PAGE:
Updated: Jul 29
Welcome to this month’s edition of History & Heritage. Our purpose is to acquaint you with our mission to preserve the town’s rich history, highlight the legacy of those who have gone before and show how our past has shaped our present. We are a non-profit with 501(c)(3) status.
We are located at 421 Summer Street. We are closed but appointments can be made with a 48 hour notice by email to firstname.lastname@example.org . All Vermont Covid 19 rules are followed. Everyone that keeps the doors open at History & Heritage is in the high risk numbers of their life according to the virus statistics and we need to have everyone comfortable. This is your establishment and we encourage your support in making this historic home and barn a wonderful place for exhibiting, preserving and collecting St. Johnsbury’s history. Browse our web site at www.stjhistory.org and our Facebook page. Our mailing address is 421 Summer Street, St. Johnsbury, Vt., 05819 and phone number is 802 – 424 – 1090.
Horse Drawn Hearse
I was not sure if I should follow up my last article on the Pandemic of 1918 with a hearse story, but wanting to tell you of some of our prized collections, here we go. The acquiring of the horse-drawn hearse started in 1986; it belonged to Mr. and Mrs. Edwin Houghton on the Red Village Road in Lyndonville, and they had decided to sell it. They had taken good care of it by keeping a roof over its head and the wheels off the bare ground. Claire Dunne Johnson had documented the hearse as being owned by East St. Johnsbury around the turn of the century. It was then sold to the town of Kirby. Although not documented, Elton Lapoint, a long-time employee of C. A. Calderwood Funeral Home, claimed that the hearse was one of the first in St. Johnsbury.
I need to digress for a moment for those of you who remember Calderwood Funeral Home. I saw many a funeral procession enter the Mount Pleasant Cemetery with Wesley Calderwood in the lead car driving the clergy person, followed by the hearse with Elton Lapoint and Donald Radford. They were a class act – Donald and Elton – professional, but when the mourners had left, quick on their feet and never afraid to get their hands dirty if you needed a hand and always had smiles and laughter before leaving the cemetery.
Not wanting to see this piece leave St. Johnsbury, a plea went out for $1600.00 to purchase the hearse knowing there was an interest from Connecticut should we fail. Success was ours and the hearse became the property of the Fairbanks Museum. We said because of space constraints that the hearse would only be displayed periodically and hopefully used in the town’s Bicentennial parade the following year. We moved it on an open trailer to Calderwood’s to a stall they had underneath their garage, accessed off from Federal Street. I knew we had done the right thing when three kids watching us after turning off Eastern Ave., headed for the barn, asking, “What is it?”
We turned to Ken Wheeling of Monkton, Vt. and formally of the Shelburne Museum for as much information as we could glean about our new possession. Ken had written the book on all the horse drawn vehicles at the Shelburne Museum. The small plate identifying its maker had long disappeared off the back of the hearse. Ken’s best guess at the age was just prior to or just after the Civil War. It was not fancy, had no brass lanterns or filigree but its simplicity was sound. The glass was unbroken, the curtains still hung and it was horse worthy without any repairs. A good cleaning and a paint job was all it seemed to need. Ken provided all the information to enable the hearse to remain in good condition, from the grease to use on the wheels, to the spray on the bolts, to the application of linseed oil for the cracks in the hubs. He also gave guidance on the type of paint to use, the sanding between coats, and the brushing of ONE way after the first two coats!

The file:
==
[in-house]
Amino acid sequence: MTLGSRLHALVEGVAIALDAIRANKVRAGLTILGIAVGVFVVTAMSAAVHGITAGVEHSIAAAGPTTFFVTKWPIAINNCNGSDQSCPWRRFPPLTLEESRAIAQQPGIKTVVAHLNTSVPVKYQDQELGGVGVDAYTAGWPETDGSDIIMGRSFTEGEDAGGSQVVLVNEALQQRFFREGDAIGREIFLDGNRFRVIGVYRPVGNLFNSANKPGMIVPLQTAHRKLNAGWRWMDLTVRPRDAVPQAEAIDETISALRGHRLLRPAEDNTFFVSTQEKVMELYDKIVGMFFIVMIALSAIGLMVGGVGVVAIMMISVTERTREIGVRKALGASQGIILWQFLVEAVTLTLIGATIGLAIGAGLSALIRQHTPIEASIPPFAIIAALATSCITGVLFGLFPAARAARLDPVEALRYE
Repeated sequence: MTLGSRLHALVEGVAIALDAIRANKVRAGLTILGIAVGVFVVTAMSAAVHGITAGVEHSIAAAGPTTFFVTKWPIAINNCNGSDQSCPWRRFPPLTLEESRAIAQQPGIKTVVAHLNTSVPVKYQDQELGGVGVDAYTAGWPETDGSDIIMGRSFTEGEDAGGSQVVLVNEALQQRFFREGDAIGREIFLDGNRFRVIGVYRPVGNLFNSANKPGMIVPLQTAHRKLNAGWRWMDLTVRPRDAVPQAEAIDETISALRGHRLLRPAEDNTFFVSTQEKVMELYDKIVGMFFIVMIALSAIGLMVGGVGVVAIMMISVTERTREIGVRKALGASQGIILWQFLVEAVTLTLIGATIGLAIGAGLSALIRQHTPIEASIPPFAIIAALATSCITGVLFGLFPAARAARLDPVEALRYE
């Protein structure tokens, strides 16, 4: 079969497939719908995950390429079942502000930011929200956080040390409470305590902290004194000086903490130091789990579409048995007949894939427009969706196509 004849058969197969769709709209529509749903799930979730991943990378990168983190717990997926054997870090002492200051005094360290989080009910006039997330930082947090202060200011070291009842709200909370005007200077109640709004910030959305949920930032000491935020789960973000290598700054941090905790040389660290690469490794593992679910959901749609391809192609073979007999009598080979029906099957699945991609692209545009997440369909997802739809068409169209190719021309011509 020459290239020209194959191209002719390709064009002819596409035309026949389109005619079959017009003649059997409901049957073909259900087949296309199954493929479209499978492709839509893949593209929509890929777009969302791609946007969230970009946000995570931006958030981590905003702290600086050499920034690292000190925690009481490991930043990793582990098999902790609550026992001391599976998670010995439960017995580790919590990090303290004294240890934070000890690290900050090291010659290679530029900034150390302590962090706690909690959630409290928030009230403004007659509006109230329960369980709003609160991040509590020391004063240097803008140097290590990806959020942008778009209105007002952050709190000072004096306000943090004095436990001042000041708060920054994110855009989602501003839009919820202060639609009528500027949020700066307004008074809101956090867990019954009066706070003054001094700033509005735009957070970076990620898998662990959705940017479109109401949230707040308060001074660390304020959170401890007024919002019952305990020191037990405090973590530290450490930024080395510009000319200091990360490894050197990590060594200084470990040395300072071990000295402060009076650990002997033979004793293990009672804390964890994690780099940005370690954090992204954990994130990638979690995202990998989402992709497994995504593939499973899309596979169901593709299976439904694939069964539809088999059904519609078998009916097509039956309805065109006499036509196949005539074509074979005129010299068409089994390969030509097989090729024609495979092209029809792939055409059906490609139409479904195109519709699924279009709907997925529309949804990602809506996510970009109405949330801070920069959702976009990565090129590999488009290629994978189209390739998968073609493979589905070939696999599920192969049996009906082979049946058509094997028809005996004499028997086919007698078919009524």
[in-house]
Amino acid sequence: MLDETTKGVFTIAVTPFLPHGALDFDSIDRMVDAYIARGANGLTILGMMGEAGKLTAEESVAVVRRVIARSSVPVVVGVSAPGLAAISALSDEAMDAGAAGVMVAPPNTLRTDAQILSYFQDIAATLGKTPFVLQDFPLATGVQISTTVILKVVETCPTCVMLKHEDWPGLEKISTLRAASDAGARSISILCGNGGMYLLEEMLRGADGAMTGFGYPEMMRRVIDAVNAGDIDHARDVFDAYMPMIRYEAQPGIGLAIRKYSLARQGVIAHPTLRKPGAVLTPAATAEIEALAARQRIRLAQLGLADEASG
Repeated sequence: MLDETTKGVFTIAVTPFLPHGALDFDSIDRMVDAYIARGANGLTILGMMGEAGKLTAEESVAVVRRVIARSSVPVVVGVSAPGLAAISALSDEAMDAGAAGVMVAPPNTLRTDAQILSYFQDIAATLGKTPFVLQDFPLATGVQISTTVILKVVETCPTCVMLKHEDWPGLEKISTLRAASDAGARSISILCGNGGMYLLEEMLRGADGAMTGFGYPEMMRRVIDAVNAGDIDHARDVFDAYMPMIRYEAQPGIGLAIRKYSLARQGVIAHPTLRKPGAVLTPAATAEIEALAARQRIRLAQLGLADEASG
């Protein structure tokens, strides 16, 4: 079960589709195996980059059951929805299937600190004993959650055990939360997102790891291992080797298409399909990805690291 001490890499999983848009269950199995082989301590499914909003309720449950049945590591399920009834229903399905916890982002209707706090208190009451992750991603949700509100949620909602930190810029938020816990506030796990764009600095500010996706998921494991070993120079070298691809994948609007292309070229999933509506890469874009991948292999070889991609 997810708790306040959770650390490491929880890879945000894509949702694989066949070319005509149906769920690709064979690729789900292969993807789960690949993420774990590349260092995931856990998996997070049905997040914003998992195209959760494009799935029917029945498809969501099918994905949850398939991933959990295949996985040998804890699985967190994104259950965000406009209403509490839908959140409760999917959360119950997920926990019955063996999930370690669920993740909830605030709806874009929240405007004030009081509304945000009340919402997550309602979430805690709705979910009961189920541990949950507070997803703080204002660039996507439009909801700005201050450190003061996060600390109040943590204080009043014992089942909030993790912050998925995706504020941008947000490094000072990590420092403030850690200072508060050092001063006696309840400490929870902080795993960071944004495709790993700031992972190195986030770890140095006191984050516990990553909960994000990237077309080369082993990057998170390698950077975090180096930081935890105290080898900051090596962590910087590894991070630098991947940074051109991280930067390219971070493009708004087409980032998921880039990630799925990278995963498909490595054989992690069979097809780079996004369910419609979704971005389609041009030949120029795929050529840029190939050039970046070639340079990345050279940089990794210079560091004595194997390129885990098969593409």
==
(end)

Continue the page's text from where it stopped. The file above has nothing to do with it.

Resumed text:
The labor of love was performed by Dianne Rolfe, Sue Gallagher, Julian Butler, Shari Ross, Bruce Brink, Bob Lowry, and the Mt. Pleasant Cemetery crew!
Upon our acquiring the hearse, Agnes Powers Reed from Kirby shared a story about the hearse from her childhood. It was “mud season” in the spring of 1926 or 1927 and the roads were a mess. Charles Ford had passed away and was to be buried in the North Kirby Cemetery. Kirby had the horse drawn hearse then and Agnes’s father, Roy Powers, was asked to meet the undertaker at East Lyndon to provide transportation of the body to the cemetery. Agnes, who was six, and her brother, Maurice, who was four asked if they might have a ride down the hill. Agnes wrote, “Of course it was empty! Daddy lifted us up into it. The doors were hooked open and we had a ride down the hill. We were delighted and walked back home.”
Fast forward to the Bicentennial Parade in 1987 and Melissa Coffin can be added to Agnes and Maurice’s adventure as a live rider in the hearse. She even took a nap as it left the cemetery!
A folder in our archives has various expenses for the Village, including an expense book showing $600.00 paid H. Fairbanks for a hearse in 1866. In 1867, J. D. Miller, manufacturer of Carriages and Sleighs, was paid $50.00 for runners for a hearse. The box part of the hearse could be lifted off the wheels and put on these runners for winter use. Can we connect the dots to the physical hearse that we have now? The answer would be no.
After being stored at Mt. Pleasant Cemetery, the former Bubba’s on Railroad Street, and coming out for parades and Craft days, the hearse has a permanent resting place in the Carriage Barn at History & Heritage where we can answer the young people’s question – “What is it?”